On Sunday afternoon, February 17, 1980 a Clonmel businessman Michael Webb and his 15-year-old son Mike were exploring the monastic site at Derrynaflan with metal detectors.
At around 3pm they picked up a strong signal and, using garden trowels, started digging carefully around the source of the signal. About nine inches from the surface, they uncovered part of a bronze vessel.
Not sure what it was and fearful it could be a cache of arms, they continued to dig very carefully and soon revealed a bronze basin inverted and covering something far more valuable.
To their amazement they unearthed the ornate chalice, along with a silver paten, a hoop that may have been a stand for the paten and a liturgical wine strainer.
They knew they had a priceless trove on their hands and returned with it to Clonmel where they made contact with a local woman, Dr Elizabeth Twohig, a lecturer in archaeology at UCC. Along with her husband and fellow UCC academic Dr Dermot Twohig, they recognised the value of the find and made contact with the National Museum.
On Monday morning the Webbs took their find directly to the museum in Dublin where they got a rather cool reception from the antiquarians who were not impressed by informal searches for antiquities.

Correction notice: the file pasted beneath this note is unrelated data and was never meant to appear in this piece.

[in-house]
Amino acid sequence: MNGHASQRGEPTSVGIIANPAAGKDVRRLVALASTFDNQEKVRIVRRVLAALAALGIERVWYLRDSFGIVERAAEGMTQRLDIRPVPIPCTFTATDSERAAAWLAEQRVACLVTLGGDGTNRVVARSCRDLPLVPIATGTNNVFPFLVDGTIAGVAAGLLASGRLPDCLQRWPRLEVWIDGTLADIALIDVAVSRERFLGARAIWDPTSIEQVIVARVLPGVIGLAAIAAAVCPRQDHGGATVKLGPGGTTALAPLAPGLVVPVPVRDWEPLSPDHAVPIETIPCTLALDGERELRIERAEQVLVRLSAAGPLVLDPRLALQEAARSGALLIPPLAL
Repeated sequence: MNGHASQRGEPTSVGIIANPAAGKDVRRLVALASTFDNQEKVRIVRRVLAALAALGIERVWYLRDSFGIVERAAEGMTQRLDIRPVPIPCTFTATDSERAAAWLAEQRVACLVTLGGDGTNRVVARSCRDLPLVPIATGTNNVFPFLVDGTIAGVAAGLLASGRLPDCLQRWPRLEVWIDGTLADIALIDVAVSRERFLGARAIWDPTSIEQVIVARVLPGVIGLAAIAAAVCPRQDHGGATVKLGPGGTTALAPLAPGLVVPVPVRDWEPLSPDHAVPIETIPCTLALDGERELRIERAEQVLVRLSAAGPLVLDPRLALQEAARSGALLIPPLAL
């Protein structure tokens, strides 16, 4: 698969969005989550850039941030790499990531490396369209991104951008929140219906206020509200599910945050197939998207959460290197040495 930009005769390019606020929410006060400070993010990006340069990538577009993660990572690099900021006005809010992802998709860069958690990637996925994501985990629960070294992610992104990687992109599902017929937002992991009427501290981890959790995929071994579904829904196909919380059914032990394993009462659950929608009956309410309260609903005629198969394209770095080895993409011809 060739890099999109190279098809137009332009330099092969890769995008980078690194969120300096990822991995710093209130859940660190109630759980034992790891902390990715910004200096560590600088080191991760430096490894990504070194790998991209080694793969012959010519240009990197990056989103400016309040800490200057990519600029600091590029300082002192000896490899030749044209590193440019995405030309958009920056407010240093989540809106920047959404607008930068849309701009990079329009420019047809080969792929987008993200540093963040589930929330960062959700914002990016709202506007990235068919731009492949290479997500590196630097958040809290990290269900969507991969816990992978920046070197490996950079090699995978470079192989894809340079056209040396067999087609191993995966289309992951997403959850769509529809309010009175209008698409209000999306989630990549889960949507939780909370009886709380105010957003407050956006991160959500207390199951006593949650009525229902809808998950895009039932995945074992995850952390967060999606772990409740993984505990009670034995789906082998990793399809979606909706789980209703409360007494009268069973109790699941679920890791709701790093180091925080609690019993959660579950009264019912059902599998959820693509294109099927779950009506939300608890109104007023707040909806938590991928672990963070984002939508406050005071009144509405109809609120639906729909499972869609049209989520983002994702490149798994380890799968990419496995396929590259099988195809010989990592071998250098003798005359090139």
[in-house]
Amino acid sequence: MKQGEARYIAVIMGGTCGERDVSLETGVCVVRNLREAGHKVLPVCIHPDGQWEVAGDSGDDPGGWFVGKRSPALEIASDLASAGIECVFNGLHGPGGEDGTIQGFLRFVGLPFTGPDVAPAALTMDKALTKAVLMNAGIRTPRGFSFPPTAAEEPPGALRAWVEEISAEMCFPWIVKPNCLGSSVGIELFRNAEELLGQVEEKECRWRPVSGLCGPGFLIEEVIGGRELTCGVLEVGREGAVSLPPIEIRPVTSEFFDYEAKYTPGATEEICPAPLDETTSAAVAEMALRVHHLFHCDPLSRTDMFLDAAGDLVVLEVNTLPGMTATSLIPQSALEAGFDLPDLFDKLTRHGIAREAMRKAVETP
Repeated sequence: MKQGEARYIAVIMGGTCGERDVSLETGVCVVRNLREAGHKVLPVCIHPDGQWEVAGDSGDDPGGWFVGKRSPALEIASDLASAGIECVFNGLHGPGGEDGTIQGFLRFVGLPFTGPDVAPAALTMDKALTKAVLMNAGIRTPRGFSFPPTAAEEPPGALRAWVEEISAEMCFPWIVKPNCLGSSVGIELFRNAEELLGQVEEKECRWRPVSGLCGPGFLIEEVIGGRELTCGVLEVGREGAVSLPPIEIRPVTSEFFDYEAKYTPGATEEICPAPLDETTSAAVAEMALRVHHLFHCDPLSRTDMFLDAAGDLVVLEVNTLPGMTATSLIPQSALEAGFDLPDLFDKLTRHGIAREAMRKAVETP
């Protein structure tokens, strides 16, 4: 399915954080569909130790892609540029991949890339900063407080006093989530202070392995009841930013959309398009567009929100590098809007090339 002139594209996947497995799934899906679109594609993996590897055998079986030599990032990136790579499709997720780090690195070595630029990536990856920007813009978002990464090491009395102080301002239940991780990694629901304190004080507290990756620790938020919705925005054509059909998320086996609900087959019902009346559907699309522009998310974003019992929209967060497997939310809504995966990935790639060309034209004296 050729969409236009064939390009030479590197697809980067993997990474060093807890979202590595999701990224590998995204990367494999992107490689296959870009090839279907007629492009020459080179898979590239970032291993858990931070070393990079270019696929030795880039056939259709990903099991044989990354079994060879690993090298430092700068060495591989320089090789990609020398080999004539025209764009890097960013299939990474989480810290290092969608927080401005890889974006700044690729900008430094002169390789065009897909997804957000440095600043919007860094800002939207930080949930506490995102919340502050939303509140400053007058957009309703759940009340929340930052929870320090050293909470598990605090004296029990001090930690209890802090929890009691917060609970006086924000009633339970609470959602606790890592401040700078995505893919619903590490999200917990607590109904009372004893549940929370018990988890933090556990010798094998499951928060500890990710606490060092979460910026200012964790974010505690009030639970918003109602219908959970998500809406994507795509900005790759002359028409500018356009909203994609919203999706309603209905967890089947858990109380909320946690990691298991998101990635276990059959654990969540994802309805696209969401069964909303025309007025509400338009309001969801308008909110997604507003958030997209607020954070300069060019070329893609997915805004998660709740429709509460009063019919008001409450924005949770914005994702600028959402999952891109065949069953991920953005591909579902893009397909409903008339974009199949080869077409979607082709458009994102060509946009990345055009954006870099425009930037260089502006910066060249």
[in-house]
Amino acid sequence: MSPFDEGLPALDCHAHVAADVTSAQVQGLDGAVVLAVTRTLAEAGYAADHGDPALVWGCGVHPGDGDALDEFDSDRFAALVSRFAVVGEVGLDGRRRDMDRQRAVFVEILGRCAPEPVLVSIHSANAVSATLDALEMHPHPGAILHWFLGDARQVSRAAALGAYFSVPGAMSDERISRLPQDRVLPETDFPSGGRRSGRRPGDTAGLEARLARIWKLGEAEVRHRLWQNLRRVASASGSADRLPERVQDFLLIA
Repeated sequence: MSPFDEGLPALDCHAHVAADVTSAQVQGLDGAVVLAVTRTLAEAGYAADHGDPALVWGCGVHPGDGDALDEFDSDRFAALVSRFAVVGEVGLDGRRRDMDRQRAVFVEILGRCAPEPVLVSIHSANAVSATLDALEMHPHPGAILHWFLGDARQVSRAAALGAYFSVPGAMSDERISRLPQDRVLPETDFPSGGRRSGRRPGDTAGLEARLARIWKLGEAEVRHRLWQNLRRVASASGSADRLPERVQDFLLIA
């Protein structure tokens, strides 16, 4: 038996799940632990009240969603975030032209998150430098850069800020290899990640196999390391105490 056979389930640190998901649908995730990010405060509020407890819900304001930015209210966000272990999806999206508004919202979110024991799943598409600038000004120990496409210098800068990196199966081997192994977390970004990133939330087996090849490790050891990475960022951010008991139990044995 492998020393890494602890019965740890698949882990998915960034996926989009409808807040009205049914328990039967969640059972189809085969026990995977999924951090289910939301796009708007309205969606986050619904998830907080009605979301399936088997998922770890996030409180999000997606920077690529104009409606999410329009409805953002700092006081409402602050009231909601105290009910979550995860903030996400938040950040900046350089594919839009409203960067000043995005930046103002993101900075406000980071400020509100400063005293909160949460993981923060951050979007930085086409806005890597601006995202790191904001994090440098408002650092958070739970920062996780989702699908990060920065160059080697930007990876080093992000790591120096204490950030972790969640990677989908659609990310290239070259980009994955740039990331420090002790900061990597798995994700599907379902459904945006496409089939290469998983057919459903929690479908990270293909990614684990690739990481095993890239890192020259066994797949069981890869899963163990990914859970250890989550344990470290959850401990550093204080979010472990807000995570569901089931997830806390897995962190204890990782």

Little was said publicly about the find by the authorities for fear crowds of treasure-hunters might descend on Derrynaflan.
A series of court cases then ensued as the State and Webbs contested the ownership and the value of the find.
In 1986 the High Court assessed its value at £5.5m (€7m) and ruled that the Webbs were entitled to keep the hoard or charge the State that sum for its acquisition.
The State appealed and in 1987 the Supreme Court ruled that the hoard belonged to the State, but also directed that the State should reward the Webbs £50,000.
This verdict led to the National Monuments (Amendment) Act, 1994 which vested in the State the ownership of any archaeological object found in the State. The Derrynaflan find is on display at the National Museum in Dublin.